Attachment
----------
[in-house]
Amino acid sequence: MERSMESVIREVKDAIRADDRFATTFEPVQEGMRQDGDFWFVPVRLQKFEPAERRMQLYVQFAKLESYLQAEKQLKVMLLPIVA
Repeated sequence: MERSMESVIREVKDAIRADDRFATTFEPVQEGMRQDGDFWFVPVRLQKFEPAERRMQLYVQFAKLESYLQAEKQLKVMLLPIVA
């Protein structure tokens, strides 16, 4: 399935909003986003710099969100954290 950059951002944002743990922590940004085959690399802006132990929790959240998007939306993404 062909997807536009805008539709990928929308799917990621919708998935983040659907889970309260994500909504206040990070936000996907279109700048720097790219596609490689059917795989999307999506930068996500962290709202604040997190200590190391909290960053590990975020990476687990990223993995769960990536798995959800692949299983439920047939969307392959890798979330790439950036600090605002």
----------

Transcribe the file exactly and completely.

[in-house]
Amino acid sequence: MERSMESVIREVKDAIRADDRFATTFEPVQEGMRQDGDFWFVPVRLQKFEPAERRMQLYVQFAKLESYLQAEKQLKVMLLPIVA
Repeated sequence: MERSMESVIREVKDAIRADDRFATTFEPVQEGMRQDGDFWFVPVRLQKFEPAERRMQLYVQFAKLESYLQAEKQLKVMLLPIVA
């Protein structure tokens, strides 16, 4: 399935909003986003710099969100954290 950059951002944002743990922590940004085959690399802006132990929790959240998007939306993404 062909997807536009805008539709990928929308799917990621919708998935983040659907889970309260994500909504206040990070936000996907279109700048720097790219596609490689059917795989999307999506930068996500962290709202604040997190200590190391909290960053590990975020990476687990990223993995769960990536798995959800692949299983439920047939969307392959890798979330790439950036600090605002």